Central makes restorative justice part of the day
from the article in the Chilliwack Progress:
Even though Chilliwack school district doesn't have an official restorative action policy in place, there are several schools in the district implementing restorative practices.
None more so than at Central elementary.
Every morning, each class at Central starts its day with a "check-in" talking circle for teachers to gauge their students emotional well-being, and for students to share their feelings – good and bad.
San Francisco’s El Dorado Elementary uses trauma-informed & restorative practices; suspensions drop 89%
from the article in Social Justice Solutions:
For one young student – let’s call him Martin — the 2012-2013 school year at El Dorado Elementary in the Visitacion Valley neighborhood of San Francisco was a tough one, recalls Joyce Dorado, director of UCSF HEARTS — Healthy Environments and Response to Trauma in Schools.
“He was hurting himself in the classroom, kicking the teacher, just blowing out of class many times a week.” There was good reason. The five-year-old was exposed to chronic violence and suffered traumatic losses. His explosions were normal reactions to events that overwhelmed him.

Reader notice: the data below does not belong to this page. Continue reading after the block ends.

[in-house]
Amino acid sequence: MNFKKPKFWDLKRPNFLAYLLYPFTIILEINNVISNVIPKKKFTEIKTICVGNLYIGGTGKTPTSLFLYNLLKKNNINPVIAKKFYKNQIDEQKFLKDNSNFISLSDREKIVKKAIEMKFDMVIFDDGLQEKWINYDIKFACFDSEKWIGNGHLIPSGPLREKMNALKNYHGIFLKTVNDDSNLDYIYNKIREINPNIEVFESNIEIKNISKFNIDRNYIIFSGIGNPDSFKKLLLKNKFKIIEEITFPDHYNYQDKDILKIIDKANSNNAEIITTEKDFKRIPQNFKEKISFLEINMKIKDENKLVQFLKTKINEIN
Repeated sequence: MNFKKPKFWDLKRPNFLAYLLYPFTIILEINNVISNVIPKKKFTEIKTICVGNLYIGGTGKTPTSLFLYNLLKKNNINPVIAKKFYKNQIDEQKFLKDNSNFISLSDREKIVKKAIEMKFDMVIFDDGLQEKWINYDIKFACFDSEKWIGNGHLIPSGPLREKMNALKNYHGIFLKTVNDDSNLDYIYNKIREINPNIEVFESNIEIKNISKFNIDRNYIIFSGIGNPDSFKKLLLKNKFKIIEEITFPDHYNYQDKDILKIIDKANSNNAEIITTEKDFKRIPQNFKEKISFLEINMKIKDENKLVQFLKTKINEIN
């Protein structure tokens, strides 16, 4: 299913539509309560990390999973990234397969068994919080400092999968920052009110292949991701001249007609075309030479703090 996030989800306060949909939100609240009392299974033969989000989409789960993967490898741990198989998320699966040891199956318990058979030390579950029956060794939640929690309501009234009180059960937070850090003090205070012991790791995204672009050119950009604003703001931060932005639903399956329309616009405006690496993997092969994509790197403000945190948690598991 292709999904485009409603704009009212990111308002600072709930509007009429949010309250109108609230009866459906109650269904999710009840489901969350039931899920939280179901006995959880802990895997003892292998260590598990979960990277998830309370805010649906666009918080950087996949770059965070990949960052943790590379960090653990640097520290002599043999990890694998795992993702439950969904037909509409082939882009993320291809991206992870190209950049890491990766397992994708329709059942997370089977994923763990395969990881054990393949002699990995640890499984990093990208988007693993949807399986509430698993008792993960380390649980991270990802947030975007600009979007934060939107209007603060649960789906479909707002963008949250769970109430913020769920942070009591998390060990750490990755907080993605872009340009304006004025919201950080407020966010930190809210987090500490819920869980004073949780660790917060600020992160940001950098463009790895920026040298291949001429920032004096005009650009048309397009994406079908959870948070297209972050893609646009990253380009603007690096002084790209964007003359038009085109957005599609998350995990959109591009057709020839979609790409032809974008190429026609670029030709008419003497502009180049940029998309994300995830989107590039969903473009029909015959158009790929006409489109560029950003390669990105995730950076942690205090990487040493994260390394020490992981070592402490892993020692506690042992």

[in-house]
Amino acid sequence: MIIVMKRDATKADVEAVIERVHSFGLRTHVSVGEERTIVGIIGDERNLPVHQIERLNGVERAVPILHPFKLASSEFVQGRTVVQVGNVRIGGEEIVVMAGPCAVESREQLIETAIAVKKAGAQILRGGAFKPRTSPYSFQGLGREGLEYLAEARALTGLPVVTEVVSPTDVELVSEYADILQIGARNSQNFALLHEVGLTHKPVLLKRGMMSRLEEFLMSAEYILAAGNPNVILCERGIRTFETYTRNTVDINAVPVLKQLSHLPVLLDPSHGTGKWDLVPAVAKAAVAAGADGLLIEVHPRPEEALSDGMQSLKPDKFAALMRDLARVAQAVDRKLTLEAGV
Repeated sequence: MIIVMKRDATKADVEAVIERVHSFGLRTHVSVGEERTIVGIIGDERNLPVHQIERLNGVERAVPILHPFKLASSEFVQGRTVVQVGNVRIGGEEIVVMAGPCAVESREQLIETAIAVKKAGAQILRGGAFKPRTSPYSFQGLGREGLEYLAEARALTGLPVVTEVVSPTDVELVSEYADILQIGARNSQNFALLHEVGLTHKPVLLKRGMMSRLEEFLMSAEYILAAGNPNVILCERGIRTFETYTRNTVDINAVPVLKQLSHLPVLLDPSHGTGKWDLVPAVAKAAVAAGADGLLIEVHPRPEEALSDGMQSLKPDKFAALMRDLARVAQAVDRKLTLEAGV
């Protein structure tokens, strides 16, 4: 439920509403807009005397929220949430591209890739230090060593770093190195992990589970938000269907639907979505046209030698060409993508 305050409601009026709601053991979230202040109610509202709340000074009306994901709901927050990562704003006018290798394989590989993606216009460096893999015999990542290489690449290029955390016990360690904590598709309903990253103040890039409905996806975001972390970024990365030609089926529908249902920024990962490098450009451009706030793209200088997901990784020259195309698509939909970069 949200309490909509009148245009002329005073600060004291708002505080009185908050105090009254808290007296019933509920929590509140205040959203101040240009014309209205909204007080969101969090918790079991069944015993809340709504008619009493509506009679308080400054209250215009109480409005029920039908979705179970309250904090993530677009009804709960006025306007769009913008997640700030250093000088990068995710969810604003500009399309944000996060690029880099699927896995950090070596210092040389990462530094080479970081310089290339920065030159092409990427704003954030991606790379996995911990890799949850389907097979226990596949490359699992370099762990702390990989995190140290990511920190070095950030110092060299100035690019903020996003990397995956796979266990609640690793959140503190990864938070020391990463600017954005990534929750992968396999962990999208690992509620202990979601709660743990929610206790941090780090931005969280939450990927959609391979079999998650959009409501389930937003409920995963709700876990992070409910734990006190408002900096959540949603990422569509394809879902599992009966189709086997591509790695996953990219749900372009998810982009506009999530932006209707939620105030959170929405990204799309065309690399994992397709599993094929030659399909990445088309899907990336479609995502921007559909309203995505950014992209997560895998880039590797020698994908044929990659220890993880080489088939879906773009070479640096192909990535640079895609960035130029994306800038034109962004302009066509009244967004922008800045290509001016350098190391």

Conflict resolution for children in schools through mediation and restorative dialogue
from the article on Save the Children:
A round table was organized by Save the Children in partnership with Albanian Foundation for Conflict Resolution (AFCR), in collaboration with the Ministry of Education, UNICEF, and Swedish Assistance for Policy in Community (SACP) on January 29, 2013. The round table discussions emphasized that providing tools and skills for children, teachers, parents and professionals on how to prevent and resolve conflicts can lead to a reduction of violence and promotion of a safer school environment. Effective conflict resolution strategies and models involving schools and community are vitally important to ensure progress in this area. These were the main messages flagged by the participants in the round table ranging from the Minister of Education, Save the Children, UNICEF, SACP, AFCR, to teachers, education specialists, and psychologists from Tirana and Elbasan involved in a conflict resolution program through mediation and restorative dialogue.